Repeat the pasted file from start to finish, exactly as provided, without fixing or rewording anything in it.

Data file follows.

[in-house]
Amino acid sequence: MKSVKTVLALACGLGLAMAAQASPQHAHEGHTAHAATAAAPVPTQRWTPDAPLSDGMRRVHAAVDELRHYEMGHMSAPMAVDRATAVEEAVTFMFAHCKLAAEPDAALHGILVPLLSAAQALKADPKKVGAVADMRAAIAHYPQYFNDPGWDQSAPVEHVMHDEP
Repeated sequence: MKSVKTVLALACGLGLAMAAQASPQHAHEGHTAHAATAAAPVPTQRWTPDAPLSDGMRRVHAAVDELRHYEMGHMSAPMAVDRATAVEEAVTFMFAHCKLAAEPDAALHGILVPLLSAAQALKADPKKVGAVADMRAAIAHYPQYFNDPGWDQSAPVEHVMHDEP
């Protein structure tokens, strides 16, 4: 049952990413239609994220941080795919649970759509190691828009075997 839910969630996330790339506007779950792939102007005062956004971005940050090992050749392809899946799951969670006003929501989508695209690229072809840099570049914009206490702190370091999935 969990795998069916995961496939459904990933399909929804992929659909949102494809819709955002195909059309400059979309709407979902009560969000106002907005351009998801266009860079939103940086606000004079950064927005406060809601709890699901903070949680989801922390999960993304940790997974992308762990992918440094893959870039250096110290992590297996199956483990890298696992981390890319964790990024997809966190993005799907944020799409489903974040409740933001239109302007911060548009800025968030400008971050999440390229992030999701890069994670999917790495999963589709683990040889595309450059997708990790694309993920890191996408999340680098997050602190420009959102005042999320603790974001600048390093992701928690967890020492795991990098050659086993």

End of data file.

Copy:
[in-house]
Amino acid sequence: MKSVKTVLALACGLGLAMAAQASPQHAHEGHTAHAATAAAPVPTQRWTPDAPLSDGMRRVHAAVDELRHYEMGHMSAPMAVDRATAVEEAVTFMFAHCKLAAEPDAALHGILVPLLSAAQALKADPKKVGAVADMRAAIAHYPQYFNDPGWDQSAPVEHVMHDEP
Repeated sequence: MKSVKTVLALACGLGLAMAAQASPQHAHEGHTAHAATAAAPVPTQRWTPDAPLSDGMRRVHAAVDELRHYEMGHMSAPMAVDRATAVEEAVTFMFAHCKLAAEPDAALHGILVPLLSAAQALKADPKKVGAVADMRAAIAHYPQYFNDPGWDQSAPVEHVMHDEP
């Protein structure tokens, strides 16, 4: 049952990413239609994220941080795919649970759509190691828009075997 839910969630996330790339506007779950792939102007005062956004971005940050090992050749392809899946799951969670006003929501989508695209690229072809840099570049914009206490702190370091999935 969990795998069916995961496939459904990933399909929804992929659909949102494809819709955002195909059309400059979309709407979902009560969000106002907005351009998801266009860079939103940086606000004079950064927005406060809601709890699901903070949680989801922390999960993304940790997974992308762990992918440094893959870039250096110290992590297996199956483990890298696992981390890319964790990024997809966190993005799907944020799409489903974040409740933001239109302007911060548009800025968030400008971050999440390229992030999701890069994670999917790495999963589709683990040889595309450059997708990790694309993920890191996408999340680098997050602190420009959102005042999320603790974001600048390093992701928690967890020492795991990098050659086993």